Sneakers in a dryer, grinding teeth, a pack of barking poodles. It’s all sort of relative, isn’t it? After a summer of research into wind turbine noise and how it affects people, that is my best conclusion.
How about an illuminating story? Maine’s Board of Environmental Protection is considering new rules for siting turbines, rules that would set limits on noise levels in order to protect human health. This follows years of complaints from residents in Maine, primarily in two locations: Vinalhaven Island and an area in northern Maine surrounding the Mars Hill Wind Farm.
I attended a public hearing on July 7 in Augusta, Maine at which the BEP spent about ten hours listening to the public. Friends of the Maine Mountains presented expert testimony suggesting there is a direct link between turbine noise, loss of sleep, and human health. First Wind also assembled a panel of experts who testified there is no scientific link between turbine noise and human health.
This was followed by public comment, which was also diametrically opposed. One after another, residents of Vinalhaven and Houlton (near Mars Hill) gave impassioned speeches tinged with rage and tears, testifying that more must be done to protect their health. On the other side, reps from Renewable Energy New England, Maine Renewable Energy Association, and other groups made polished statements about how the proposed rule would strangle jobs and allow climate change to advance unabated.
I am not going to get into the technicalities of sound, or regurgitate academic and political discussions about sound limits. Scientists and consultants on both sides say there is evidence that suggest turbine noise does or does not affect human health. There is evidence suggesting both are correct. At the same time, you do not need to be a doctor to know that noise affects sleep, and loss of sleep can lead to health problems. So the question is this: What noise level is going to wake people up?
Unfortunately, there is no answer. Just look at the turbines in Falmouth and Hull, Massachusetts. Both are very close to bedrooms, yet Falmouth is in an uproar while Hull appears to be sleeping soundly. Why? There could be a few reasons, but truly none are conclusive. People in urban settings are more acclimated to noise and may have a higher tolerance for nighttime racket than those who live in the country. Turbine noise will also fluctuate wildly depending on wind speed and wind shear, the difference in wind speed and direction between the top and bottom of the blades.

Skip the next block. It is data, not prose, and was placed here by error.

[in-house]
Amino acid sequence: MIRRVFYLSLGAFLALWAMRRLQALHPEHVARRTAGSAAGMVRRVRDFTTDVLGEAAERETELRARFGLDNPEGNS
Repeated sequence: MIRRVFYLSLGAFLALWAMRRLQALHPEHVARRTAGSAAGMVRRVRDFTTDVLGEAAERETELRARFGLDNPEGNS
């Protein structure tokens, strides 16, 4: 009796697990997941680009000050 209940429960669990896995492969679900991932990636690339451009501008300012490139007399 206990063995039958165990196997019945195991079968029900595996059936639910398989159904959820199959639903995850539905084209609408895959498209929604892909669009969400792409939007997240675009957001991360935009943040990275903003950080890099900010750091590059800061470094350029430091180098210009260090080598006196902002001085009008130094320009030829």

Then there are different kinds of noise. How humans perceive low-frequency sound is hotly debated, but it will likely soon be regulated along with sound we can hear. Local geography plays a role, too – sound will radiate differently from a source if the landscape is flat or hilly. And then there is this impossible-to-plan-for-but-ever-present factor: All of us are different and, therefore, experience sound differently.
It is the job of elected and appointed officials – the people who will be setting noise limits for communities – to listen to both sides of this argument and make a decision. As a reporter, it is also my job to balance these positions and tell you where the truth lies. Here is the problem: The technical complexities of noise, as well as the proclivities of the human mind, seem to make it impossible to declare a universal limit to what our ears can handle. Lawmakers must make rules that are strict enough to protect human health and lenient enough to be adapted to each unique turbine proposal. And in conveying the truth to you – in a somewhat obfuscated story, I must say – at some point I have to go with my gut.
And my gut always goes back to Wendy Todd. Wendy lives in Holden, Maine with her husband and three children. Here she describes what it is like to watch her children struggle with the turbine noise.
I do not think this is in Wendy’s head. Her voice (not her words) says this is a legitimate problem that is seriously lessening her quality of life.
So how can New England’s lawmakers hit renewable energy goals without throwing some people under the bus? This quickly becomes a philosophical dilemma: What if one person in a town of 1000 is seriously disturbed by turbine noise? If she has lived in that community all her life, is it fair that she move? Is it fair that she be miserable for the benefit of the rest of the community? On the other hand, can we ever have rules that protect all people, all the time?
Yes, turbines are measurably better at preventing climate change than burning coal. Yes, wind turbines are going to be a part of reducing our dependency on fossil fuels. But this does not change the reality that industrial wind turbines are a relatively new technology, or that they are large, industrial structures. If we do not start operating with a precautionary principle aimed at protecting human health – even if we base that principle on anecdotal complaints rather than peer-reviewed science – people will begin to see wind energy as an invasive, industrial process that has no place near their homes. This means accepting that some land might be off the table. But it also means we do not trivialize people’s subjective, legitimate experiences.
Wind companies and environmental groups alike cannot afford to shoot themselves in the foot by pushing against the claims of people like Wendy Todd. These new rules will certainly put limits on where you can plant a turbine, making life more difficult for wind advocates. But galvanizing public support against wind energy could be far more detrimental to the industry – and any attempt to reduce our fossil fuel footprint.
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